Vegetable Gardening: See how fun it can be to discover nature working

If you don't have a garden this is a Kids' Container Gardening guide

Kids' Container Gardening: Year-Round Projects for Inside and Out
Kids' Container Gardening: Year-Round Projects for Inside and Out

18 projects will teach enthusiastic young gardeners how to create an assortment of container gardens that are simple to make, that are fun to work on, and that make great gifts.


When is time for harvest children will feel a sense of joy and accomplishment about their gardening meaning that they will eat and share their fruits and veg.

Teaching children about nature is as important as teaching them other subjects at school. Having a garden patch my children learnt to be more responsible and also they learnt by their own experience how plants grow and how some of the food we eat eventually arrives at our tables. For example, seeing all the work that goes behind a simple tomato salad made them more respectful towards the dishes served at the table. Now they have seen by themselves how long it takes for a tomato to grow, how delicate they are and how much work they need to do to keep their tomato plants growing healthy. After all that, now they just don’t say “I don’t like it” without trying something. At least now they try, taste and judge before refusing to eat something.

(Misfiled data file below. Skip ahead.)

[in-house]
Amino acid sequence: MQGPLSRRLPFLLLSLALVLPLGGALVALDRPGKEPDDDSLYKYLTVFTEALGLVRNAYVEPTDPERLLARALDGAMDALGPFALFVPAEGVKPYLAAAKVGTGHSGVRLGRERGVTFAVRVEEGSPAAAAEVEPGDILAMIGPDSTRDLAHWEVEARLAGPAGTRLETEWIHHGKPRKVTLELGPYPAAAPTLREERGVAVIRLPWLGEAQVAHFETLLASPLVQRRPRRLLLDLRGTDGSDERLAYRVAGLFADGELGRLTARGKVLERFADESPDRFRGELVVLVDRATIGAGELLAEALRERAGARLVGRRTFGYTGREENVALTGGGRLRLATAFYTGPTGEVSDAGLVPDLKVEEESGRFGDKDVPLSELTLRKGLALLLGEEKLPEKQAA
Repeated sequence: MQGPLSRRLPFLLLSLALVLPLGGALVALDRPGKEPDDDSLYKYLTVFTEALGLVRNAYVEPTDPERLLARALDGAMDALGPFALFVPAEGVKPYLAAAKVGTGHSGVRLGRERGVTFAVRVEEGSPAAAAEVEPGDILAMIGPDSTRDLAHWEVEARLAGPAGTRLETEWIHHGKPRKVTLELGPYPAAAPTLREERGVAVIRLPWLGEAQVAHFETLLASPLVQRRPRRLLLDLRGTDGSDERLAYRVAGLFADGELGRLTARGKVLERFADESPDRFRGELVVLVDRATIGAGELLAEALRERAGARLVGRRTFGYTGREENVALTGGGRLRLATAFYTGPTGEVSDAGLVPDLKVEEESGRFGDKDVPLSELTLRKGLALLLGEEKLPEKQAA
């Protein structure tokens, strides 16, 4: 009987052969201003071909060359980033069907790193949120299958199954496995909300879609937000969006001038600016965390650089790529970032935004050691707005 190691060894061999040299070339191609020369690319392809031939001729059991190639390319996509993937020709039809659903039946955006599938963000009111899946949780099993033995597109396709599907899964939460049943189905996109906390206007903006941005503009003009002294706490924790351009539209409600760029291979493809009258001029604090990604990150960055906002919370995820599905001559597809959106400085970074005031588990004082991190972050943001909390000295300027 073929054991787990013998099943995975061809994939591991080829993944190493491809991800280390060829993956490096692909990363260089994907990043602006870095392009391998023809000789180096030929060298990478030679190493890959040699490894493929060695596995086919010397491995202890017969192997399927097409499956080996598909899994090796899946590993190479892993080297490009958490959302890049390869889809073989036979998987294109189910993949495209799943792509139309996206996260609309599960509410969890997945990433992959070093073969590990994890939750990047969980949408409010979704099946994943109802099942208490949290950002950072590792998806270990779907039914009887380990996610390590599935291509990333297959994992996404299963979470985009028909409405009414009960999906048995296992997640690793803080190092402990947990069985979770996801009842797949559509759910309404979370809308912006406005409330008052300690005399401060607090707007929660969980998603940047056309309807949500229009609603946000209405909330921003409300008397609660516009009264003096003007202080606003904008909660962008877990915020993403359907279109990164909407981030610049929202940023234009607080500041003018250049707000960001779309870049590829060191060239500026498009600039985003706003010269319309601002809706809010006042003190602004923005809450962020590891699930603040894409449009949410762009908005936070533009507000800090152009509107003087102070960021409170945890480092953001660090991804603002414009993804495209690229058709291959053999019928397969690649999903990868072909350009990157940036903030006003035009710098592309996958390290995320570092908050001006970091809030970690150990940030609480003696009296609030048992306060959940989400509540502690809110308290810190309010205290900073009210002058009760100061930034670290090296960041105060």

Growing their own vegetables my little ones have discovered not only nature at work but also new foods and flavors. Now they eat many more fruits and vegetables than last year and they are more open to trying new vegetables.

Growing and cooking carrots

The joys of harvesting his first little carrot!
The joys of harvesting his first little carrot! | Source
Grating carrots for a carrot salad
Grating carrots for a carrot salad | Source

Gardening With Children, More Benefits